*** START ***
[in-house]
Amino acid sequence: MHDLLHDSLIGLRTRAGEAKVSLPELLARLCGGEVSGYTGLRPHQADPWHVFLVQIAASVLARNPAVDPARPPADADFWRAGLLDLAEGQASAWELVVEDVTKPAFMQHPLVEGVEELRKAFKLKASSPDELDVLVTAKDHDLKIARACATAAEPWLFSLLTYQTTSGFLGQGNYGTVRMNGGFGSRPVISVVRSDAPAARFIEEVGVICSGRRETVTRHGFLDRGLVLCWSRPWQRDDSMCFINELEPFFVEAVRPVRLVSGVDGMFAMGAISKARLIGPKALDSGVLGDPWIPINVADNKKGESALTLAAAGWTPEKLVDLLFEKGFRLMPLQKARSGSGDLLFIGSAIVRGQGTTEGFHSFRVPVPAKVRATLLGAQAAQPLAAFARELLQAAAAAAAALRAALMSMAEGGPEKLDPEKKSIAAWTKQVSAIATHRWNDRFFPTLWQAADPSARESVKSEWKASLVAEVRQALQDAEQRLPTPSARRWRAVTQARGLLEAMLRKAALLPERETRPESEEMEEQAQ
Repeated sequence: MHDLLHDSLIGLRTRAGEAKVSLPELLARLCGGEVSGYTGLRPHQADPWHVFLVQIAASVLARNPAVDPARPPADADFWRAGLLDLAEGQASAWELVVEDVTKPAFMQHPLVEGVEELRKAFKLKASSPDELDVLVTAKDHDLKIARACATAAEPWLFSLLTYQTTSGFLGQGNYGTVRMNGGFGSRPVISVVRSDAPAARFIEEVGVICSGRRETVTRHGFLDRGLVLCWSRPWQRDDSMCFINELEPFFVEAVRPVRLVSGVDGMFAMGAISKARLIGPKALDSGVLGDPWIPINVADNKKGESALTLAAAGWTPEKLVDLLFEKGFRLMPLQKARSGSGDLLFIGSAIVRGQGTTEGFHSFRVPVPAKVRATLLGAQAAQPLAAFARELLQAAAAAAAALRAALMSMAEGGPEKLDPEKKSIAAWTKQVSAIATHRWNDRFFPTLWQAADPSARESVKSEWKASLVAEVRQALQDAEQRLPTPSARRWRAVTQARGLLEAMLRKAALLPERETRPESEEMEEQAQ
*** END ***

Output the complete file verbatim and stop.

[in-house]
Amino acid sequence: MHDLLHDSLIGLRTRAGEAKVSLPELLARLCGGEVSGYTGLRPHQADPWHVFLVQIAASVLARNPAVDPARPPADADFWRAGLLDLAEGQASAWELVVEDVTKPAFMQHPLVEGVEELRKAFKLKASSPDELDVLVTAKDHDLKIARACATAAEPWLFSLLTYQTTSGFLGQGNYGTVRMNGGFGSRPVISVVRSDAPAARFIEEVGVICSGRRETVTRHGFLDRGLVLCWSRPWQRDDSMCFINELEPFFVEAVRPVRLVSGVDGMFAMGAISKARLIGPKALDSGVLGDPWIPINVADNKKGESALTLAAAGWTPEKLVDLLFEKGFRLMPLQKARSGSGDLLFIGSAIVRGQGTTEGFHSFRVPVPAKVRATLLGAQAAQPLAAFARELLQAAAAAAAALRAALMSMAEGGPEKLDPEKKSIAAWTKQVSAIATHRWNDRFFPTLWQAADPSARESVKSEWKASLVAEVRQALQDAEQRLPTPSARRWRAVTQARGLLEAMLRKAALLPERETRPESEEMEEQAQ
Repeated sequence: MHDLLHDSLIGLRTRAGEAKVSLPELLARLCGGEVSGYTGLRPHQADPWHVFLVQIAASVLARNPAVDPARPPADADFWRAGLLDLAEGQASAWELVVEDVTKPAFMQHPLVEGVEELRKAFKLKASSPDELDVLVTAKDHDLKIARACATAAEPWLFSLLTYQTTSGFLGQGNYGTVRMNGGFGSRPVISVVRSDAPAARFIEEVGVICSGRRETVTRHGFLDRGLVLCWSRPWQRDDSMCFINELEPFFVEAVRPVRLVSGVDGMFAMGAISKARLIGPKALDSGVLGDPWIPINVADNKKGESALTLAAAGWTPEKLVDLLFEKGFRLMPLQKARSGSGDLLFIGSAIVRGQGTTEGFHSFRVPVPAKVRATLLGAQAAQPLAAFARELLQAAAAAAAALRAALMSMAEGGPEKLDPEKKSIAAWTKQVSAIATHRWNDRFFPTLWQAADPSARESVKSEWKASLVAEVRQALQDAEQRLPTPSARRWRAVTQARGLLEAMLRKAALLPERETRPESEEMEEQAQ